• C: Some people could have possibly already owned a copy but either switched laptops and lost the disk or they had to restart the computer. Whatever the case, not everyone that uses it is just flat out taking a program they’ve never purchased. Myself, for example, had recently used Pirate Bay to download a copy of Photoshop. Now I already HAD Photoshop on my original laptop but could not find the item used to download it. Does that mean I’m stealing?
  • Pr0nz
  • Pirating shall always be around. Just because you get rid of the well known sites doesn’t mean a new one is not going to rise up.
  • Why are they charging him now? Pirate Bay has been active for many years now, so why would they let his so called crimes rise up? I believe that in itself is a crime that they would sentence him harder, just because they allowed him to continue what he was doing. There would be no possibly way they didn’t already know about the site. The same goes for MegaUpload.

Let’s take a look at these points.

1. Ridiculous prices doesn’t justify stealing. Anyways, it might seem ridiculous to you, but are you taking in to account the cost of production? It really isn’t as insane as you think it is. As Cite said, adobe isn’t the best example.

2. It is a form of stealing. When you buy the product, you are accepting that you can not unlawfully distribute it. If someone bought the product, that doesn’t give them the right to upload it and distribute it. That is damaging to the industry. The comparison with a dog was just stupid. That’s like comparing testicles and diesel generators, it doesn’t make sense.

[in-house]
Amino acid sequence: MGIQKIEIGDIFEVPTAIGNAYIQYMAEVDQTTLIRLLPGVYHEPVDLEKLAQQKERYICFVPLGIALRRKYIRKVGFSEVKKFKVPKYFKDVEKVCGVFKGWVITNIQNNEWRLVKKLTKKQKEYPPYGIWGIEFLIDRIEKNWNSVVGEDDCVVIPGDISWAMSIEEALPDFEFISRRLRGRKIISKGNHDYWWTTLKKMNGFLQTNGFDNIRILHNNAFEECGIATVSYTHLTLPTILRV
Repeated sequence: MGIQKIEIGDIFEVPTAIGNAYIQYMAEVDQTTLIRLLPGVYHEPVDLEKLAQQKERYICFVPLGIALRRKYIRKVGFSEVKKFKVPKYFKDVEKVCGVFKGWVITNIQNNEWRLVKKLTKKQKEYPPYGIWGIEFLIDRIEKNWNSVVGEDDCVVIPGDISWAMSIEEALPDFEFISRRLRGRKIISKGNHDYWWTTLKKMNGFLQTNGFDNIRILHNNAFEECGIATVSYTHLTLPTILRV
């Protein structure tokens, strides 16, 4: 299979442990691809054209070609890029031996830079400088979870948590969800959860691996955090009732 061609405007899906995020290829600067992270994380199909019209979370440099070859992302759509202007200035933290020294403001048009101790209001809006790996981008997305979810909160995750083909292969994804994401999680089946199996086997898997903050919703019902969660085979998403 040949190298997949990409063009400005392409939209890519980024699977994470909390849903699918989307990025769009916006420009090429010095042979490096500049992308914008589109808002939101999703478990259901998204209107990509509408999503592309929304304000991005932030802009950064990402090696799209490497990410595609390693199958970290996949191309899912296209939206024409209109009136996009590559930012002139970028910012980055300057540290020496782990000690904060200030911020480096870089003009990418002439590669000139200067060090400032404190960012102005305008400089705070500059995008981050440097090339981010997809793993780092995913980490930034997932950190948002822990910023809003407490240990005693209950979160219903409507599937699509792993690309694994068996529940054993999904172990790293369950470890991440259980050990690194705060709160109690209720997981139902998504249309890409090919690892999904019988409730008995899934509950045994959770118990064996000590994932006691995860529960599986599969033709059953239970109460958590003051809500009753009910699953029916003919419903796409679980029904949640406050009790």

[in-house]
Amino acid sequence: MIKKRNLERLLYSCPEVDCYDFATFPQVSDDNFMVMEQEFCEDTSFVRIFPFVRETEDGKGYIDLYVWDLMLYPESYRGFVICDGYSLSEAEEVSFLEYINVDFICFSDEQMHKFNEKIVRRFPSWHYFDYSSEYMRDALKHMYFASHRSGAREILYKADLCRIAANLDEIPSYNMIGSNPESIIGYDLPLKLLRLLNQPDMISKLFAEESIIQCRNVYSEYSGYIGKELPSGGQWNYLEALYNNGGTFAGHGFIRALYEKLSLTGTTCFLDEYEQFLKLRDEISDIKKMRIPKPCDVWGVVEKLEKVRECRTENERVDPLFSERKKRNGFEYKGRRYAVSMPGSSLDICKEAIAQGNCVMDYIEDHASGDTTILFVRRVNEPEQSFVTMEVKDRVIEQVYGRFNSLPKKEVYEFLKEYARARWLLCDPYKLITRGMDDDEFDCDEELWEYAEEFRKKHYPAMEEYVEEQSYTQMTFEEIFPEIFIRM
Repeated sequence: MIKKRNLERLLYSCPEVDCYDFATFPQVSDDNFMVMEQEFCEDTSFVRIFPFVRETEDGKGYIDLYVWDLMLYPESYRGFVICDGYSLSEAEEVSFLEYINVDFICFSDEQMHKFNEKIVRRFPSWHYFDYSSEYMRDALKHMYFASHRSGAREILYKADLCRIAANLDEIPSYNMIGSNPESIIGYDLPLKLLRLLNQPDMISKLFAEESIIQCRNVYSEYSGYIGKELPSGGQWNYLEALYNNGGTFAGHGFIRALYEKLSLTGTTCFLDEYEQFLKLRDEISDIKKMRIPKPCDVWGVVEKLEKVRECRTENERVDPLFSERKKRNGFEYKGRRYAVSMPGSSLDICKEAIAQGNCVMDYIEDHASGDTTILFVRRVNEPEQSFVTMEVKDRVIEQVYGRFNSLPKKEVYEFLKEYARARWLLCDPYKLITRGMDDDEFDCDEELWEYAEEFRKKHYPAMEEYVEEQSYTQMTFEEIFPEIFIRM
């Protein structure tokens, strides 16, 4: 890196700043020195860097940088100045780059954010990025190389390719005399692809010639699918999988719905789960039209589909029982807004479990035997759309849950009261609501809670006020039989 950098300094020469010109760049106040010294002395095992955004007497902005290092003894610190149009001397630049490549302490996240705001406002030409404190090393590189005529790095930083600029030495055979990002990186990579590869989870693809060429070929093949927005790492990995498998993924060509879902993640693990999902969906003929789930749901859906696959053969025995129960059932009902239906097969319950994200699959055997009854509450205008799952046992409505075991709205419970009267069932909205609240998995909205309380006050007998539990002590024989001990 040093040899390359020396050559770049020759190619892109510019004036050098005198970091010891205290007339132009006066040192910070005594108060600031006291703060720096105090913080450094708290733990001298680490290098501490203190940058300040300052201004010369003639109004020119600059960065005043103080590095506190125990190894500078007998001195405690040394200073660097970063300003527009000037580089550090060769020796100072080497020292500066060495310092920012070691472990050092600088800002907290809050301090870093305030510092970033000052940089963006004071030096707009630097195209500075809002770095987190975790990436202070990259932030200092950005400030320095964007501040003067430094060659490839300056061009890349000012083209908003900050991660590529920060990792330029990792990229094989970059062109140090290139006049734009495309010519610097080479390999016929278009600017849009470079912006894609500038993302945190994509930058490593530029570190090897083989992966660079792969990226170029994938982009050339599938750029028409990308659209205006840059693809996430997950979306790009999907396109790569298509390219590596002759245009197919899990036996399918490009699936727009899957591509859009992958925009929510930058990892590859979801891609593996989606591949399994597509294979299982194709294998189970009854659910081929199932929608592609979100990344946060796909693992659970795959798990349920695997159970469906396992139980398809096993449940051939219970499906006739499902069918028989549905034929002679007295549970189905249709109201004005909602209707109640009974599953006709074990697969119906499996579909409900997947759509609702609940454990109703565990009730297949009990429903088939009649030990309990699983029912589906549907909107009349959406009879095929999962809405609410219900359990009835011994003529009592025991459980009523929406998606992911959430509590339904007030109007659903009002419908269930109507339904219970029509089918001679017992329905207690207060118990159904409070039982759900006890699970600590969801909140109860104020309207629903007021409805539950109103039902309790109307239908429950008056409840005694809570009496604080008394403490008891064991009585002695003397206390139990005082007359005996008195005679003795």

3. I can see your point, but you need to to think of these products a physical item. If you lost your shoes or grew out of them, the company isn’t obligated to give you a new pair, nor does that give you the right to take it. If not, than these companies can’t make money

4. The thought that piracy is always gonna be around, so why bother trying to stop it is just Defeatist. Crime will never go away, but that doesn’t mean we should allow it.

You can argue all you want, but it is damaging to the industry. Ask derpy Vasquez, he can tell you exactly how it is.

@cite
Well said.

Last edited Jul 15, 2012 at 01:39PM EDT
Jul 15, 2012 at 01:38PM EDT
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I find nothing wrong with The Pirate Bay, so long as you use it correctly. I use it as a resource to test out software and games, and I uninstall the stuff I don’t want, and go buy the stuff I do when I can afford it.

Same philosophy goes with the torrent uploaders. They usually always include some sort of message saying “if you like it, please buy it and support the developers.” Their intention is never to steal other people’s hard work, it’s merely to spread it to a larger audience.